Little fuzzy ribs are starting to form and the spines already went from white and transparent to dark brown. I remember my Astrophytum myriostigma seedlings being less hairy than these CO x OR seedlings are right now. I think this means that the coahuilense genes are present and the cross pollination was a success!
Look how massive my seed grown Astrophytum myriostigma is now! I’m such a proud plant mom. This is the biggest of the three plants and it seems to grow at a much faster pace than its siblings.
I don’t have too much to say about this one. It’s just perfect in every way!
My Astrophytum CO x OR seedlings are very much still alive. Most of the seedlings have now developed little fluffy haircuts and short, white spines. The grow lights are doing their job keeping the seedlings from etiolating. I may have placed them a little bit too close to the lights because some of them are a tiny bit too red or brown. I’ve lost exactly 0 seedlings so far, so I think the lighting situation is going to be okay.
There’s fluff on the CO x OR seedlings already after 2 weeks, and also tiny transparent spines. It’s nice to see them grow this fast without any casualties. They probably inherited the hardiness of the Astrophytum ornatum.
This cactus is sooo slow growing I can’t believe it. I grew this from seeds 3,5 years ago and it’s only 3 cm in diameter. It just grew a spine-looking thing, but it’s easy to miss. The spine is poking out right at the top of the plant. Hopefully this will grow into one of the characteristic curly spines, that made Astrophytum capricorne a popular cactus.
More Astrophytum coahuilense x ornatum seedlings have germinated. The oldest ones now look like little pink hearts. The grow light bulbs are a tiny bit too strong for cactus seedlings, but the redness here is still within the normal range. At least they aren’t stretching for light, which is arguably worse.
So far I have only seen mold on a couple of seeds and it’s especially visible when I use the macro lens for my phone. I’m keeping an eye on that, because I don’t want it to spread to the healthy seedlings. I’ve managed to keep it down to a minimum by washing the seeds in hydrogen peroxide before I tried to germinate them. I make sure to vent the little greenhouse I keep them in, by taking the lid off for half an hour each day, too.
My experiment was a success! The seeds are viable and the first one germinated today, 5 days after sowing. Pretty much all cactus seedlings look like this when they first germinate, so it’s still way too early to tell if they’re a hybrid of my Astrophytum coahuilense and ornatum. It will probably be at least 4-5 months, maybe even a year before you can properly spot the difference between these hybrids and “purebred” ornatum or coahuilense.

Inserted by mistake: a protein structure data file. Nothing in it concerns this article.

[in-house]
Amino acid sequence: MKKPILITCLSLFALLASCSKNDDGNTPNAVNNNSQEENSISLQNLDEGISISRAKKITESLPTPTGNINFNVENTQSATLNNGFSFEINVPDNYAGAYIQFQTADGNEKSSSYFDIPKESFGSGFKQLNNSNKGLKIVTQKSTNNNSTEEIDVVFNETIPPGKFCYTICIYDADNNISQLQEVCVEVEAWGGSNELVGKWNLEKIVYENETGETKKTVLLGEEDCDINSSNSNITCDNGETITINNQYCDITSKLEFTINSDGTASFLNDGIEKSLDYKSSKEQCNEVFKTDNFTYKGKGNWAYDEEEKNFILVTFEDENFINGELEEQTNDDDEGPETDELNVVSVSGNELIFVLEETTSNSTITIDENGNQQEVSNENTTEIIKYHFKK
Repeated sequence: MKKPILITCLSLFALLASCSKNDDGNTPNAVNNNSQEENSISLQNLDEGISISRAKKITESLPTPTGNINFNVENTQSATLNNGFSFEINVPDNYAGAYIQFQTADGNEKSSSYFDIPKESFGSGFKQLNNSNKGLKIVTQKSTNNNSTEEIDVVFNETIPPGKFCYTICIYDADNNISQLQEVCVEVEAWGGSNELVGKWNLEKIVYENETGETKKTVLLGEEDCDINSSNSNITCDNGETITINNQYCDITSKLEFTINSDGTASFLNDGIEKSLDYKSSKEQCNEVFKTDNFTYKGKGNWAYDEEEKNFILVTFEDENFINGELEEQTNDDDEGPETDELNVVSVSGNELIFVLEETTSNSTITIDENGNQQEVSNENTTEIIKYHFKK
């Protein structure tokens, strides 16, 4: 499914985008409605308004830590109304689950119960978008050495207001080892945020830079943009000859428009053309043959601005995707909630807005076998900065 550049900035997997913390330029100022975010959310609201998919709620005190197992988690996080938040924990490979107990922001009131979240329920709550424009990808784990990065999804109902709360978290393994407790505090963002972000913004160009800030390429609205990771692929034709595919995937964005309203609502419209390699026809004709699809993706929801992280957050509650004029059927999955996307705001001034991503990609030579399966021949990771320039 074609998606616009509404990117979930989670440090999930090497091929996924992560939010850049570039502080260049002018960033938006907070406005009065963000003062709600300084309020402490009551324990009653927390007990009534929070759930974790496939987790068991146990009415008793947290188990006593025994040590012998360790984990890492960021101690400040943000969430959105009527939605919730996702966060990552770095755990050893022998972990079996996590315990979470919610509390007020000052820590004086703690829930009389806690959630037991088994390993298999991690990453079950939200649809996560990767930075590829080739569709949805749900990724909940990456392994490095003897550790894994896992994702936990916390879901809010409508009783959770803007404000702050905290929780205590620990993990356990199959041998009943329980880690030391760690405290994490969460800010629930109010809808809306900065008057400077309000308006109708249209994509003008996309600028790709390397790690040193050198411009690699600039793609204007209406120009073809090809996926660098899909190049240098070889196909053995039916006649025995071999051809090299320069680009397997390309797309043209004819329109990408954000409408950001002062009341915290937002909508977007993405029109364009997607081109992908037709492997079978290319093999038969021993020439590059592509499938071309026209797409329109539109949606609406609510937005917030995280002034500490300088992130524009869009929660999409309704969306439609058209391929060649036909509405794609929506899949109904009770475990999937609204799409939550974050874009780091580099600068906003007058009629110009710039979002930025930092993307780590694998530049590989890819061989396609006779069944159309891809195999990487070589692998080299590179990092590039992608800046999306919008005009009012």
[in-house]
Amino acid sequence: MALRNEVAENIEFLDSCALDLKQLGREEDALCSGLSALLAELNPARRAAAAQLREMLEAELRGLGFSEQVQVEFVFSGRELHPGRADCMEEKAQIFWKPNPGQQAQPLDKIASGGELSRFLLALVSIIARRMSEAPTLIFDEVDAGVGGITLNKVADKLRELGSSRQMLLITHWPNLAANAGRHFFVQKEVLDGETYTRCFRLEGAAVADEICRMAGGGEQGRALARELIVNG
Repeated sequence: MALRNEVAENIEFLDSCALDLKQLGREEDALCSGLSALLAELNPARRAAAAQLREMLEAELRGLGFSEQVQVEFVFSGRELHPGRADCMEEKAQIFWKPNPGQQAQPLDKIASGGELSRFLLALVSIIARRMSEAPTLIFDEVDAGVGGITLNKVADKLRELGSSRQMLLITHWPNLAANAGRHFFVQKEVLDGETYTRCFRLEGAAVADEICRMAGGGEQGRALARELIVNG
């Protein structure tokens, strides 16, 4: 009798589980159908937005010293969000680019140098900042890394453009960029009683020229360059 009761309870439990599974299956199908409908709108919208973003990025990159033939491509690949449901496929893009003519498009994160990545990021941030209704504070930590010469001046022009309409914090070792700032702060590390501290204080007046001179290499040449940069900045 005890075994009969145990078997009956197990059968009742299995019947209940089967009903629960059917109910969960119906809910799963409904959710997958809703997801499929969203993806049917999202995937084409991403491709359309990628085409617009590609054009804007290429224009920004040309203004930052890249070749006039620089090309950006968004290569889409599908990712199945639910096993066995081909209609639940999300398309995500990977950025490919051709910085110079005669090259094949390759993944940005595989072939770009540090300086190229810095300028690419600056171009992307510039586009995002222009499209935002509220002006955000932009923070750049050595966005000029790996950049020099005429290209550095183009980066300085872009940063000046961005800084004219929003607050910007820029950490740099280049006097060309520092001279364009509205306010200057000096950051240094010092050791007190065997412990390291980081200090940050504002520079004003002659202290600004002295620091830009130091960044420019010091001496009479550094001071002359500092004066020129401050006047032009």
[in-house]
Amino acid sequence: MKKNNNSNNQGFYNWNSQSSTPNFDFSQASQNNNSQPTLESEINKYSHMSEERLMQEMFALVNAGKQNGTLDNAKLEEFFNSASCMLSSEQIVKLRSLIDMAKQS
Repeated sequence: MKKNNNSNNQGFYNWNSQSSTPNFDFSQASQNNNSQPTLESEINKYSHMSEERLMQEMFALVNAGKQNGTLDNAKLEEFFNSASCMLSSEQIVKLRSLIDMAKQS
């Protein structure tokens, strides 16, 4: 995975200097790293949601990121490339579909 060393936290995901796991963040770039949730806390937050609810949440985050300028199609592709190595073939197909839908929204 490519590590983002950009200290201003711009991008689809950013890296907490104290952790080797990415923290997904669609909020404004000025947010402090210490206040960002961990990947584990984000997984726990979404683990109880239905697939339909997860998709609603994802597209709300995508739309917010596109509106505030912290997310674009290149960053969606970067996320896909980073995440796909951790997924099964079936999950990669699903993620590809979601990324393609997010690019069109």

First, let’s just see if they actually survive the tiny seedling stage.
I haven’t checked on the Astrophytum ornatum for a few days, so I only just noticed that its seed pod popped open and the seeds were almost spilling out. I didn’t want to harvest them too early, so I just left the pod on the plant and forgot about it. Now they’re definitely ready to be planted!
The seeds are supposed to be a hybrid of Astrophytum ornatum and Astrophytum coahuilense, but I’m not sure how that works or if this hybrid has a name. Coahuilense x Ornatum maybe? I don’t know, the seedlings may just all end up looking like regular Astroptytum ornatum when they’re older.
I washed the seeds in 3% hydrogen peroxide for a few minutes and planted them all at once. If the seeds are fertile, they should germinate very soon!
My experiment with cross-pollinating my Astrophytum ornatum and Astrophytum coahuilense kind of worked. I used a cotton swab to collect pollen from both flowers and rubbed it on the middle part of both stigmas. Then it was just a waiting game, hoping the flowers didn’t just pop off, like they do when they haven’t been pollinated.
A couple of days later, the flower dried up and fell off my Astrophytum coahuilense. But the one on my Astrophytum ornatum seemed to stick around. I noticed that the bottom of the flower kept swelling up, too. I think my experiment was a success! Mostly.
Now.. I don’t actually know if a cross between a coahuilense and ornatum is a thing. Or even if the seeds would be viable. I’ll make sure to take pictures of the seeds and my attempt to germinate them. Wouldn’t it be awesome if the result was a heavily fluffy and spiny cactus?
This seed grown Astrophytum myriostigma is perfect. It’s been 4 years (+3 months) since germination and it’s now 6,5 cm in diameter. Almost fully grown now! Just waiting for the flowers.